Graffiti proofing, or more scientifically, making surfaces with a high degree of anti soiling capability has become a subject of considerable attention at TWI recently.
'The clear objective' says project leader Alan Taylor, 'Is to develop a coating that is both abrasion resistant and has a very low surface energy. So effectively we have entered the realm of designing molecules that will undertake specific roles that we require.'
The way Taylor has tackled this is to devise a three component system. Two are very much structurally based on silicates, the third component has a silica aspect to it. It is heavily loaded with fluorine which lowers the surface energy of the coating creating a hydrophobic, or water hating, material with a contact angle well above 90 degrees.
Each individual fluorine atom is linked with a carbon atom, in other words each carbon atom may have two or three fluorines tied to it. Those fluorine atoms are extremely highly polarised electronically, they are very stable and repel the oxygen in the water, making it a very difficult material to which to adhere.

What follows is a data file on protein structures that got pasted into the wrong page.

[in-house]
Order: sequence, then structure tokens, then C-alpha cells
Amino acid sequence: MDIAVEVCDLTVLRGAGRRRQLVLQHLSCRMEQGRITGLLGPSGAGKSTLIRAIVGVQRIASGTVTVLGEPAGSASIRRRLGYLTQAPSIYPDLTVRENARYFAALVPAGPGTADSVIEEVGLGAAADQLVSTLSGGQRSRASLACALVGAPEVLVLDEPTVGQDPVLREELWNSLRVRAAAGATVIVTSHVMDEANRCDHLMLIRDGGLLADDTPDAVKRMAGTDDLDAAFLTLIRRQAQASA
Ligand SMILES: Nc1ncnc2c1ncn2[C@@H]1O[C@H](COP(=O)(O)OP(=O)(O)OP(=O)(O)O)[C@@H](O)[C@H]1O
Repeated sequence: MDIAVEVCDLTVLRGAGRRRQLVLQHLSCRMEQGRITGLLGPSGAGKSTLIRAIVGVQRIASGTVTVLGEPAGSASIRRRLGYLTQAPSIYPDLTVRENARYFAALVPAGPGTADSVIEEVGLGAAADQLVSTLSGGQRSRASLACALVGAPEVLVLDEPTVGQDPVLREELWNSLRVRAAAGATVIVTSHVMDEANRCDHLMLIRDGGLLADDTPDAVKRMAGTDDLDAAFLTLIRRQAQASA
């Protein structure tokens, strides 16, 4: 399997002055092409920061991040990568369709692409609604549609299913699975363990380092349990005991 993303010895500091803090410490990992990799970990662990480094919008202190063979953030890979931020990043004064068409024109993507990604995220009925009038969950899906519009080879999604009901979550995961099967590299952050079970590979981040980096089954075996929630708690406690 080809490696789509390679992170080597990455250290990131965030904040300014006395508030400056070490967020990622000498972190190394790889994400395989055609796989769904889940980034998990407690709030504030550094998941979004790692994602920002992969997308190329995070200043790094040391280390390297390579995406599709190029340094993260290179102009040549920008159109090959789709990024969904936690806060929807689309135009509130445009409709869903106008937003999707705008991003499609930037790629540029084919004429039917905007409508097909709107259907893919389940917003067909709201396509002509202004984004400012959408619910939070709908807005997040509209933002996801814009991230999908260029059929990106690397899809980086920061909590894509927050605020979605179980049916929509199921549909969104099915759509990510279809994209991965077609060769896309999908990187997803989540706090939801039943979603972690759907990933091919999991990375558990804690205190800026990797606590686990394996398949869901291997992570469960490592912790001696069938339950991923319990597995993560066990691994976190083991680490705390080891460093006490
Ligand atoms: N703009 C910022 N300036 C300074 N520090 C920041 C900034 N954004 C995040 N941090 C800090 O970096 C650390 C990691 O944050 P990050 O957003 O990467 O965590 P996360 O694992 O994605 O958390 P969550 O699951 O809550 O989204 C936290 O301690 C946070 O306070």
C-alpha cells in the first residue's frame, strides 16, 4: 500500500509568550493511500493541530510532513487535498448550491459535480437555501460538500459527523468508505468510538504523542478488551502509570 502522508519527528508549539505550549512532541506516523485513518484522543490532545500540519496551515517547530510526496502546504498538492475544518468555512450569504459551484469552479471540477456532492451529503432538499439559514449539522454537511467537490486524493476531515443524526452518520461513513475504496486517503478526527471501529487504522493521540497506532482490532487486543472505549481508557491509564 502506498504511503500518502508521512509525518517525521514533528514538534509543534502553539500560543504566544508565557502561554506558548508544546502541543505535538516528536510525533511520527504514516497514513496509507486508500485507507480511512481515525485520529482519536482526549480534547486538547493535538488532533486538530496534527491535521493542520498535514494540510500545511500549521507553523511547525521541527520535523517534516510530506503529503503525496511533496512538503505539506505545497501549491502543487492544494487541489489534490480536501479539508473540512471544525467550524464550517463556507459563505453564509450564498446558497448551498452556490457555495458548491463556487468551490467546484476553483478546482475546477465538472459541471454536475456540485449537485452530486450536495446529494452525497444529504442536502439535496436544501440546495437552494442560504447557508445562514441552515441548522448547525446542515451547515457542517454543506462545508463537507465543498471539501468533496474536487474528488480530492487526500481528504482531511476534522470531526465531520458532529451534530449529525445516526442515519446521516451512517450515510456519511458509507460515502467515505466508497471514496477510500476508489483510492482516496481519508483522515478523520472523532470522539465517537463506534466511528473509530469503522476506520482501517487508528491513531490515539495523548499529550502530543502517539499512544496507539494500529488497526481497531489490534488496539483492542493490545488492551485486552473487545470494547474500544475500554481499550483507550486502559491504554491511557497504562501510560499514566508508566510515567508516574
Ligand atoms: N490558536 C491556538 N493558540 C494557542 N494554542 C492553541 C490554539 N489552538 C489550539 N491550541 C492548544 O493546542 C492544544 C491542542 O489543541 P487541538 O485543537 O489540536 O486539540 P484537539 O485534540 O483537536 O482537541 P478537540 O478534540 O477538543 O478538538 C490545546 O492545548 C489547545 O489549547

'Our aim is to use the chemistry of the fluorine to give us the desired hydrophobicity' explains Taylor, 'and also the chemistry of silicate systems to give us a three dimensional network that is integral to itself but also allows adhesion to the substrates.'
The TWI team now has a suitable coating under development which features good abrasion resistance and a contact angle between115 and 120 degrees.
'We are aiming to improve on that, the technology is still developing' according to Taylor. 'We are still trying to understand the detailed mechanics of how one does that. What we have done with our partner Visteon is produced a coating which has very good anti coking and anti soiling properties when applied to an aluminium heat exchanger.'
TWI now has a patent for the coating in place in which two of TWI's specialists are named inventors.
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